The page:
Lots of well-intentioned folks want us to take pity on Veterans battling post-traumatic stress, and quite a few of them make movies that are trying to break our hearts as they follow men and women struggling to make sense of the sacrifices they made.
The new documentary “Bastards’ Road” is not one of those movies. Marine Corps Veteran Jonathan Hancock served admirably with the 2nd Battalion, 4th Marine Regiment – nicknamed The Magnificent Bastards – in the first Battle of Ramadi in 2004. He experienced some terrible things and let his life go to hell once he returned home. It’s available now to buy or rent from iTunes, Google Play, YouTube and Fandango Now.
After seeing news reports of other military Veterans who went on long hikes to highlight service-related issues, Hancock impulsively took off on a cross country ruck to visit the men he served with in Iraq and the Gold Star families of those who didn’t make it home.
Filmmaker Brian Morrison went to the same high school as Hancock and didn’t learn about his journey until the Marine was 1,300 miles into his walk. Morrison knew a great story when he saw one and contacted Hancock through mutual friends before joining him on the road.
Fortunately for the documentary, Hancock had spent a lot of time filming himself with his phone’s selfie camera as he tried to work out exactly what he was doing on this trip. The footage from those early days of the trip proved invaluable when making the final version of the movie.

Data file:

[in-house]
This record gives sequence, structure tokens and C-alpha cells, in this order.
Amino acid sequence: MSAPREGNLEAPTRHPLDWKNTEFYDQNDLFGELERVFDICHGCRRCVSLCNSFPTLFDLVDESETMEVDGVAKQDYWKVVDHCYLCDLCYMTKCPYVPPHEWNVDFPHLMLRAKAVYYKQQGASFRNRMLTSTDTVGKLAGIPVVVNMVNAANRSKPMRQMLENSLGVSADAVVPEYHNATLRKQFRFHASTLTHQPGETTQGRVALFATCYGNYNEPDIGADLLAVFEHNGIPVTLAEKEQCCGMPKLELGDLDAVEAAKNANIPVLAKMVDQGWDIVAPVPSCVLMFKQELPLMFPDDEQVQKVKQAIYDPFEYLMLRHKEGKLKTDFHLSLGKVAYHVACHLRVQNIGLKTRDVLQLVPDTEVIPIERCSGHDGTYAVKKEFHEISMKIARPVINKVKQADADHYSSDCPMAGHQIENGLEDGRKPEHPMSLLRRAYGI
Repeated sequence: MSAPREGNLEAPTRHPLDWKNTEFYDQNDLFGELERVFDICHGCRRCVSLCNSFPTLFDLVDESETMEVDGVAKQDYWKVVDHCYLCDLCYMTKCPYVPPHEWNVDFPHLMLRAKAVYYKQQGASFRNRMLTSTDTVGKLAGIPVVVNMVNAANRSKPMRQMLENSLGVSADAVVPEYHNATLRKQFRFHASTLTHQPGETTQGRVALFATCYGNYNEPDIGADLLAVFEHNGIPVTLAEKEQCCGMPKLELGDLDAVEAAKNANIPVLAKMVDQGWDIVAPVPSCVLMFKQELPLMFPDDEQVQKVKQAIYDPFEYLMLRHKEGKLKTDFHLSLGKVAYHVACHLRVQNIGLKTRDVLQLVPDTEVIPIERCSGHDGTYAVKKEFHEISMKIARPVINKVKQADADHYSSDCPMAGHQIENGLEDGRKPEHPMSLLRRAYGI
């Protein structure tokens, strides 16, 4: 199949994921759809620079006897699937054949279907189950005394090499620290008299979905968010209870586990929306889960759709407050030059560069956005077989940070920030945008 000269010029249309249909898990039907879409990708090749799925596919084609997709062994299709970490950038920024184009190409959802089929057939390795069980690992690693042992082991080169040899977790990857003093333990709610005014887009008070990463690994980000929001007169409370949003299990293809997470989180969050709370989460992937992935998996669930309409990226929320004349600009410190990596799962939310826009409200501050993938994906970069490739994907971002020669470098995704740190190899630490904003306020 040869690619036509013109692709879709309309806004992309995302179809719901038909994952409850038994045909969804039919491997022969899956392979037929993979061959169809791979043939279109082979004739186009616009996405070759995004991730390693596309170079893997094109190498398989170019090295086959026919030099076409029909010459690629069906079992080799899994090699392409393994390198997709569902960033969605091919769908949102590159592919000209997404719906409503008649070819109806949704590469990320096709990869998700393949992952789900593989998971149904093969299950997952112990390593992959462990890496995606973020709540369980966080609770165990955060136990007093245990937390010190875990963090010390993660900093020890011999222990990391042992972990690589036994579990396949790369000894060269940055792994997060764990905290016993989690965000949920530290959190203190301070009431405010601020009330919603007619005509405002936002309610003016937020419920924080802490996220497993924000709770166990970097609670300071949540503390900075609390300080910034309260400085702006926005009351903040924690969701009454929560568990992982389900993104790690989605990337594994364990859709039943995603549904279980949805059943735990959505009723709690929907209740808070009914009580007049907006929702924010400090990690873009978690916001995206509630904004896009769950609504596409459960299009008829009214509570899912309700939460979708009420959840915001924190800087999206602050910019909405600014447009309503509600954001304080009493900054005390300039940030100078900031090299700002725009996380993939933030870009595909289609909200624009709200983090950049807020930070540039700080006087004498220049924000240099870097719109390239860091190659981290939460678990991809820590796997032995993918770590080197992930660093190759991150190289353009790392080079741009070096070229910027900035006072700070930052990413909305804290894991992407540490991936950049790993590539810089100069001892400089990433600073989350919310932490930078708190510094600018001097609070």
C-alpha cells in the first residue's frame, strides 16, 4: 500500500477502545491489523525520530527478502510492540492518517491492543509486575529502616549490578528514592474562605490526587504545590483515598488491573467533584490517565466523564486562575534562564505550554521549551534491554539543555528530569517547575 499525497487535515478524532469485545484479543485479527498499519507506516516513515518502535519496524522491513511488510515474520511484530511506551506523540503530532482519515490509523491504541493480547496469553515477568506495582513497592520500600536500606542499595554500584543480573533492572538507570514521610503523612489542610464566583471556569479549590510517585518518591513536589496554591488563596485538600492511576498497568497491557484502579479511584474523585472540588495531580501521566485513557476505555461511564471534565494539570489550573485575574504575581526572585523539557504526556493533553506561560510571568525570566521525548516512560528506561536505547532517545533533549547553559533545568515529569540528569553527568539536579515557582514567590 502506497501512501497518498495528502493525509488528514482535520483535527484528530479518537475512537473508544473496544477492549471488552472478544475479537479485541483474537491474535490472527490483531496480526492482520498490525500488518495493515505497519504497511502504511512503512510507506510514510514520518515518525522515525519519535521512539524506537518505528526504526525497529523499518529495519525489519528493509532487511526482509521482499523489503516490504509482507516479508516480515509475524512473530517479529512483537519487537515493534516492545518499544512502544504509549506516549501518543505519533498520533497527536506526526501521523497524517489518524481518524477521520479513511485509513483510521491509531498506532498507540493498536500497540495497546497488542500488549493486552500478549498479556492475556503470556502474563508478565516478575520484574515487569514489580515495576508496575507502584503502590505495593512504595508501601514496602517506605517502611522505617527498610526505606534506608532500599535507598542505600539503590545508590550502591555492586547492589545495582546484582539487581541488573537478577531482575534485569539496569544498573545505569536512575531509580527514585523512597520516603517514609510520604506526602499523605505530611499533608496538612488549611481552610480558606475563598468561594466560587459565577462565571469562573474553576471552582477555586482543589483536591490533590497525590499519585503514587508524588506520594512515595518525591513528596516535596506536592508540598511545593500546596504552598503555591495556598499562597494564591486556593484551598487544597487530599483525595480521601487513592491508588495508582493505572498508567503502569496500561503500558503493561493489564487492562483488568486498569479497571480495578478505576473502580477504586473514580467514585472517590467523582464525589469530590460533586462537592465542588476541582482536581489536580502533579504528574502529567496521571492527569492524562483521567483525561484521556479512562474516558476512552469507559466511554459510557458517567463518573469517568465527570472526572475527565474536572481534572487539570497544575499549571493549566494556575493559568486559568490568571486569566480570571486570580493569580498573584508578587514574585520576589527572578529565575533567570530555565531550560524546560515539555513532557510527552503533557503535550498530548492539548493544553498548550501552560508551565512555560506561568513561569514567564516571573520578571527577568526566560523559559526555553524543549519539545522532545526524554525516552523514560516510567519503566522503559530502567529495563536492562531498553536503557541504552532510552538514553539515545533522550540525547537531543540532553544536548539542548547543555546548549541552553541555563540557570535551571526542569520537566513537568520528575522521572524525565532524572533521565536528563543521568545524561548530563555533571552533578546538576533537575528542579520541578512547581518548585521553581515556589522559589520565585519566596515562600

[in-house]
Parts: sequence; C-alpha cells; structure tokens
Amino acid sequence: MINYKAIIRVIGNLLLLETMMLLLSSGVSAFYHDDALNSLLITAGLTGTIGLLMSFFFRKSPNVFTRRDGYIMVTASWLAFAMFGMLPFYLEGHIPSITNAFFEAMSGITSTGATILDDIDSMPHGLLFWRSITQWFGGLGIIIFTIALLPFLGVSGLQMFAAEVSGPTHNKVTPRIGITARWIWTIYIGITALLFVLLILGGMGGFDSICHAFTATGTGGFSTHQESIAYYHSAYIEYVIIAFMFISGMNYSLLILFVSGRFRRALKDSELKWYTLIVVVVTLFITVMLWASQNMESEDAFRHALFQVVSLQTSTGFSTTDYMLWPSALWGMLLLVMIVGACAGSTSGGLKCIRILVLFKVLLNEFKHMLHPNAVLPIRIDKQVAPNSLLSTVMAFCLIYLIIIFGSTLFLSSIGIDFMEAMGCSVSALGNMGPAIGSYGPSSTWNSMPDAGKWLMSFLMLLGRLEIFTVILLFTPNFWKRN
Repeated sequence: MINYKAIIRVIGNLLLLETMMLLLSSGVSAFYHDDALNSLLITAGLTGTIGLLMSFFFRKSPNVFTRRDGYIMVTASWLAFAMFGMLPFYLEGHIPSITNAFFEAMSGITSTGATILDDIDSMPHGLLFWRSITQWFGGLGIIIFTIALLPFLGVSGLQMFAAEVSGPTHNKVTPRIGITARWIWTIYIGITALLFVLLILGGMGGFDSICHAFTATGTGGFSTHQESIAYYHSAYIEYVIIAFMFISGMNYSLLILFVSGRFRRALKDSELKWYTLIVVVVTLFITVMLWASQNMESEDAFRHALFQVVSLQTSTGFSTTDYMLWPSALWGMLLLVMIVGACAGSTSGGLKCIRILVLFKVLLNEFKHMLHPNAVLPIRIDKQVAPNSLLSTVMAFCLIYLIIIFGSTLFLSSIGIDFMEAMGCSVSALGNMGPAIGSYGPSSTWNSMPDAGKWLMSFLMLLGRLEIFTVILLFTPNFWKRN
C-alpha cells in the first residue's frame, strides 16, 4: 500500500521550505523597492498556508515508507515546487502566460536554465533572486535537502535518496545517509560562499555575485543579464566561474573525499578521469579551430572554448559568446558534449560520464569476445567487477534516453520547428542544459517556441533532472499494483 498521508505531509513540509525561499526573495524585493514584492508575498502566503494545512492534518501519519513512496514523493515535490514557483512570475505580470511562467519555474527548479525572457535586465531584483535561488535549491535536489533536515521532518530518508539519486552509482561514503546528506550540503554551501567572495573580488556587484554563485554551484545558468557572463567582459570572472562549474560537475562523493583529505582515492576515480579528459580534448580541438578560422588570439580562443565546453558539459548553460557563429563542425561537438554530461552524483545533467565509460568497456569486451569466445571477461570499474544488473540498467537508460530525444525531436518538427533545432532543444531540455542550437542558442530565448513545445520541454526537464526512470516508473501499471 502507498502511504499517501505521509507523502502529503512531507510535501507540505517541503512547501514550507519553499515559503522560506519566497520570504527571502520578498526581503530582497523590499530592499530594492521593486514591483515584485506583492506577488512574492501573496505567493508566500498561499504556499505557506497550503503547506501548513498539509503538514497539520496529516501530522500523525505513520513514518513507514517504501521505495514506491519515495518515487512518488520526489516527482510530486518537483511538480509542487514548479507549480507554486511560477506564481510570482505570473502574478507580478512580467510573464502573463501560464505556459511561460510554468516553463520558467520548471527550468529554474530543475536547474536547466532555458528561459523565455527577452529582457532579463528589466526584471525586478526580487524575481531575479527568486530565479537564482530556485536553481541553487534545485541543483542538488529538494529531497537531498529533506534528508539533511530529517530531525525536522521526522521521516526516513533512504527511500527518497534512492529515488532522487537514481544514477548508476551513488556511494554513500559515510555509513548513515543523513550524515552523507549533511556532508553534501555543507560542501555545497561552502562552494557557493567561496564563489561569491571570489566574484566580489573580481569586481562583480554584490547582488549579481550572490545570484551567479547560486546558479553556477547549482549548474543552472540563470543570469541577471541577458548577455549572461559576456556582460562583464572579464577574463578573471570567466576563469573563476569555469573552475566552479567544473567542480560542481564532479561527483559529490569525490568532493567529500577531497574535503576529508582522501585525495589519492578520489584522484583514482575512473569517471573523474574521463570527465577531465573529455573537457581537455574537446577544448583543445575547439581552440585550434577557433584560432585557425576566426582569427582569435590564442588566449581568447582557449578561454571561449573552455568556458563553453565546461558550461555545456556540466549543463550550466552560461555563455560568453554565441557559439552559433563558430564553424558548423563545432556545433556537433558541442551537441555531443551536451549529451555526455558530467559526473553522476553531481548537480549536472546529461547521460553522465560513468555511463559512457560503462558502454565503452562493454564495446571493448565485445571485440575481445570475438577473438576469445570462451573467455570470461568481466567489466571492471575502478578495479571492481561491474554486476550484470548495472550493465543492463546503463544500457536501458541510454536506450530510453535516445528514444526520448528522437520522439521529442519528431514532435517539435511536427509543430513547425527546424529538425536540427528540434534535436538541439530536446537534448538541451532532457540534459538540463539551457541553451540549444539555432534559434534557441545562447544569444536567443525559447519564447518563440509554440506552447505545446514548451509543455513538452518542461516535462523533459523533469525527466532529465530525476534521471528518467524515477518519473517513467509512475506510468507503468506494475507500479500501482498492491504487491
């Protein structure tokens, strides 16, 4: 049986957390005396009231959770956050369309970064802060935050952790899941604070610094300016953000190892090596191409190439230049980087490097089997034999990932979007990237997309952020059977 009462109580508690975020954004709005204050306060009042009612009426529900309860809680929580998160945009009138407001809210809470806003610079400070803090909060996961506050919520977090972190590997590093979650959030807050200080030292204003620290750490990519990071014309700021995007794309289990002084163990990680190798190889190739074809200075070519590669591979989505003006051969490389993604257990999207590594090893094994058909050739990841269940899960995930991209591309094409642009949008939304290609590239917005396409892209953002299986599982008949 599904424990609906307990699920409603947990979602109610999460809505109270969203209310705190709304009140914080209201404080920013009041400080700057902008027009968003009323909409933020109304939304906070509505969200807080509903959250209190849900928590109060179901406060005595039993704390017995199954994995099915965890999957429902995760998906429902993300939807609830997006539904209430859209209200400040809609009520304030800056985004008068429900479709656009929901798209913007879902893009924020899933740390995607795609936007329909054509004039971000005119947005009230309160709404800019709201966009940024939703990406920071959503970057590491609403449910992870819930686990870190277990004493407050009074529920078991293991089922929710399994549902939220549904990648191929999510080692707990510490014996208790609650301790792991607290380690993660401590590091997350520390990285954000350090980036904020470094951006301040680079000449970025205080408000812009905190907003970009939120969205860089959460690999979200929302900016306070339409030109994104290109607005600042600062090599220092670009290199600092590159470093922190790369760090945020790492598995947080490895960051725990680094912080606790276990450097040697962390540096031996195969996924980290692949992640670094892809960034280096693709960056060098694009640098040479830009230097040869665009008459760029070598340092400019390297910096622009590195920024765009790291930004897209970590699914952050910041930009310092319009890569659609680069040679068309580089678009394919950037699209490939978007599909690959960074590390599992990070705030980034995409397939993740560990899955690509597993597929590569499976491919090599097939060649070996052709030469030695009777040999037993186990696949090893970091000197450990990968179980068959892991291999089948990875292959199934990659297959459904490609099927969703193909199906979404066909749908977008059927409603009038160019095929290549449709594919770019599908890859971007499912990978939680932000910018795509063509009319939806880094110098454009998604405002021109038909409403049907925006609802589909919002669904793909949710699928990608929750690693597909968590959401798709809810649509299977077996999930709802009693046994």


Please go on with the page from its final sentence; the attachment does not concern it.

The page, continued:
The two men may not have been close before they started working together, but those local ties must’ve helped them connect because Morrison managed to get Hancock to open up in ways you wouldn’t ever expect.
The movie came to my attention when Hancock sent me an email with the subject “you missed a movie in your top ten military movies to see in 2021.” Now, it’s a fact that I get a few direct and often confrontational emails from readers pretty much every day, but there was something about how Jon pitched this film that got my attention.
The movie seems like it’s going to be an inspirational story for the Hallmark Channel at the start, but Hancock slowly comes clean about his post-service issues and behavior as the movie unfolds. Family members share incredibly painful memories of Hancock’s struggles and just how he took things out on those he loved.
How Hancock addresses this behavior with himself and how he makes amends to others in this very public forum separates this movie from other (let’s repeat) well-intentioned documentaries that want to move you with stories of redemption.
Is this Marine redeemed in the end? Yes, but not before he insists that viewers watch him rub his own face in the muck he created. This is the kind of real life that most people are afraid to put on film.
All of this led to a fascinating Zoom interview with Hancock and director Brian Morrison. What was supposed to be an occasion for a couple of nice quotes turned into a wide-ranging conversation about how the film got made, why Hancock opened up and what’s happened in his life since he completed his cross-country journey.
It’s worth bookmarking this page and coming back to watch the whole conversation after you’ve had a chance to see the movie.